Brice, T. S. (2007). Undermining progress in early 20th century North Carolina: General attitudes towards delinquent African American girls. Journal of Sociology & Social Welfare, 34(1), 131–152.Find this resource:
Burwell, Y. (1996). Lawrence Oxley and locality development: Black self-help in North Carolina, 1925–1928. Journal of Community Practice, 2, 49–69. http://dx.doi.org/10.1300/J125v02n04_04Find this resource:
Burwell, Y. (2001). Lawrence A. Oxley: Defining state public welfare among African Americans. In I. Carlton-LaNey (Ed.), African American leadership: An empowerment tradition in social welfare history (pp. 99–110). Washington, DC: NASW Press.Find this resource:
Carlton-LaNey, I. (1996). George and Birdye Haynes’ legacy to community practice. In I. Carlton-LaNey & Y. Burwell (Eds.), African American community practice models: Historical and contemporary responses (pp. 27–48). New York: Haworth Press.Find this resource:
Carlton-LaNey, I. (1997). Elizabeth Ross Haynes: An African American reformer of womanist consciousness, 1908–1940. Social Work, 42, 573–583. http://dx.doi.org/10.1093/sw/42.6.573Find this resource:
Carlton-LaNey, I. (2001). Birdye Henrietta Haynes: A pioneer settlement house worker. In I. Carlton-LaNey (Ed.), African American leadership: An empowerment tradition in social welfare history (pp. 35–53). Washington, DC: NASW Press.Find this resource:
Carlton-LaNey, I. (2005). Mutual benefit societies. In D. Hine (Ed.), Black Women in America (pp. 421–426). New York: Oxford University Press.Find this resource:
Carlton-LaNey, I., & Andrews, J. (1998). Direct practice: Addressing gender in practice from a multicultural perspective. In J. Figueira-McDonough, A. Nichols-Casebolt, & E. Netting (Eds.), The role of gender in practice knowledge: Claiming half the human experience (pp. 93–125). New York: Taylor & Francis.Find this resource:
Cash, F. (1993). Matthews, Victoria Earle (1861–1907). In D. Hine, E. Brown, & R. Terborg-Penn (Eds.), Black Women in America: An historical encyclopedia (pp. 759–761). New York: Oxford University Press.Find this resource:
Dickerson, J. (2001). Margaret Murray Washington: Organizer of rural African American women. In I. Carlton-LaNey (Ed.), African American leadership: An empowerment tradition in social welfare history (pp. 55–73). Washington, DC: NASW Press.Find this resource:
Evans, S. (2007). Black women in the ivory tower, 1850–1954: An intellectual history. Gainesville: University of Florida Press.Find this resource:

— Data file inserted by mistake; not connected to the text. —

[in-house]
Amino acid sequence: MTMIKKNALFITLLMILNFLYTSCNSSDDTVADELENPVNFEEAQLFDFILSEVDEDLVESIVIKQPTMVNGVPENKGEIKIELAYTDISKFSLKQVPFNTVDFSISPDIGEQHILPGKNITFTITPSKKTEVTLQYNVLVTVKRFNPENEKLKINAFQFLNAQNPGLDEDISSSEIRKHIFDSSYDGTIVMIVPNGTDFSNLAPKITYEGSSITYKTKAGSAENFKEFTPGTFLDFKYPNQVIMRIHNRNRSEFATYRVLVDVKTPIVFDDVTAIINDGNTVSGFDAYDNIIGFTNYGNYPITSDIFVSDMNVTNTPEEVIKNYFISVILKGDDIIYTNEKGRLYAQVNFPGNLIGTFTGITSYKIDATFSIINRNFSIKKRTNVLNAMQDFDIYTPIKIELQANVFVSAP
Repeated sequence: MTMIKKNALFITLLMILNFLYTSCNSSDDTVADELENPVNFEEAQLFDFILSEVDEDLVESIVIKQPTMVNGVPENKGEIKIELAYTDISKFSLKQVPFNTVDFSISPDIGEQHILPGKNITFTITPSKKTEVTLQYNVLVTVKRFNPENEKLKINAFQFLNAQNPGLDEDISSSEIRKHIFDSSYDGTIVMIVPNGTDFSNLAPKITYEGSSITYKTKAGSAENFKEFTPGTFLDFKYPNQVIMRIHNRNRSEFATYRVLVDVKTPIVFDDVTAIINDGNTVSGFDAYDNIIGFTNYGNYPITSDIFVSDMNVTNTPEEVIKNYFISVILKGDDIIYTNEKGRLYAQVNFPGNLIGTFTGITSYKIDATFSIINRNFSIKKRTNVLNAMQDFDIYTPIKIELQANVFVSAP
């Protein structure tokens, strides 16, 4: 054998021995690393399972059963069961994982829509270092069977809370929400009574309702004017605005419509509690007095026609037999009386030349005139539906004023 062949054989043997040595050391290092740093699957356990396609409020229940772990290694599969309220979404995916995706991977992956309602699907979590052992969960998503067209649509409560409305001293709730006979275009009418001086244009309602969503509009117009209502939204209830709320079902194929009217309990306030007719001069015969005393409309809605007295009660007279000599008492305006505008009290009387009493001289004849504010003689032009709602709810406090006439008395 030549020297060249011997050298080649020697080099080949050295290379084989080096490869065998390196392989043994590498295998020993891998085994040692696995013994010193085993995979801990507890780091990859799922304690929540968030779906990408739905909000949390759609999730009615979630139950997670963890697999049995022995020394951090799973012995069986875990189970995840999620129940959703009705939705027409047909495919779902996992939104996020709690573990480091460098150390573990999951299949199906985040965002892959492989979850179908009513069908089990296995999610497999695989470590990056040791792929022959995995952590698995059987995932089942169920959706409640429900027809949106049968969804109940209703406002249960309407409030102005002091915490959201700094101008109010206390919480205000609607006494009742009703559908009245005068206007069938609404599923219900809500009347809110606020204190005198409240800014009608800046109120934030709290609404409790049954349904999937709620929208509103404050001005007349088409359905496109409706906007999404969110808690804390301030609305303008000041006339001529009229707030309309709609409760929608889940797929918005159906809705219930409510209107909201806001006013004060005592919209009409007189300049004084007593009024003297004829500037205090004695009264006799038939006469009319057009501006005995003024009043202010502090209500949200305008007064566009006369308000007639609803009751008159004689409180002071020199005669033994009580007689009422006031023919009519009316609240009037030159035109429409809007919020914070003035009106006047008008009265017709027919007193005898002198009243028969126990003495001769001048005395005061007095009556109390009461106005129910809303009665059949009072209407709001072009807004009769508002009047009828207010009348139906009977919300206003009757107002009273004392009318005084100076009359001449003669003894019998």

Farley, E. (1990). Caring and sharing since World War I: The League of Women for Community Service—a black volunteer organization in Boston. Umoja: A Scholarly Journal of Black Studies, 1, 1–12.Find this resource:
Fields, M. (1983). Lemon Swamp and other places. New York: Free Press.Find this resource:
Foster, M. (1999). In the face of “Jim Crow”: Prosperous blacks and vacations, travel and outdoor leisure, 1890–1945. Journal of Negro History, 84, 130–149. http://dx.doi.org/10.2307/2649043Find this resource:
Giddings, P. (2008). Ida: A sword among lions. New York: Amistad.Find this resource:
Gordon, L. (1991). Black and white visions of welfare: Women’s welfare activism, 1890–1945. Journal of American History, 78, 559–590. http://dx.doi.org/10.2307/2079534Find this resource:
Harvey, A., & Carlton-LaNey, I. (2001). Marcus Garvey and community development via the UNIA. In I. Carlton-LaNey (Ed.), African American leadership: An empowerment tradition in social welfare history (pp. 75–85). Washington, DC: NASW Press.Find this resource:
Hine, D. (1989). Rape and the inner lives of black women in the Middle West. Signs, 14, 912–920. http://dx.doi.org/10.1086/494552Find this resource:
Hornsby, A. (2001). “The boy problem”: North Carolina race men groom the next generation, 1900–1930. Journal of Negro History, 86, 276–304. http://dx.doi.org/10.2307/1562448Find this resource:
Karger, H. (1986). Phyllis Wheatley House: A history of the Minneapolis black settlement House, 1924–1940. Phylon, 47(1), 79–90. http://dx.doi.org/10.2307/274697Find this resource:
Lewis, M. (1925). The White Rose Industrial Association: The friend of the strange girl in New York. The Messenger, 7(4), 138.Find this resource:
Mark, K. (1999). Parlor ladies and ebony drudges: African American women, class and work in a South Carolina community. Knoxville: University of Tennessee Press.Find this resource:
Marlowe, G. (1993). Walkker, Maggie Lena (c. 1867–1934). In D. Hine, E. Brown, & R. Terborg-Penn (Eds.), Black women in America: An historical encyclopedia (pp. 1214–1219). New York: Oxford University Press.Find this resource:
Martin, E., & Martin, J. (1995). Social work and the black experience. Washington, DC: NASW Press.Find this resource:
McDougald, E. (1925). The double talk: The struggle of Negro women for sex and race emancipation. Survey Graphic, 53, 689–691.Find this resource:
McGregory, J. (1991). “May the work I’ve done speak for me”: The migration test of the Lucky Ten Social Club. Sage, 8(1), 10–13.Find this resource: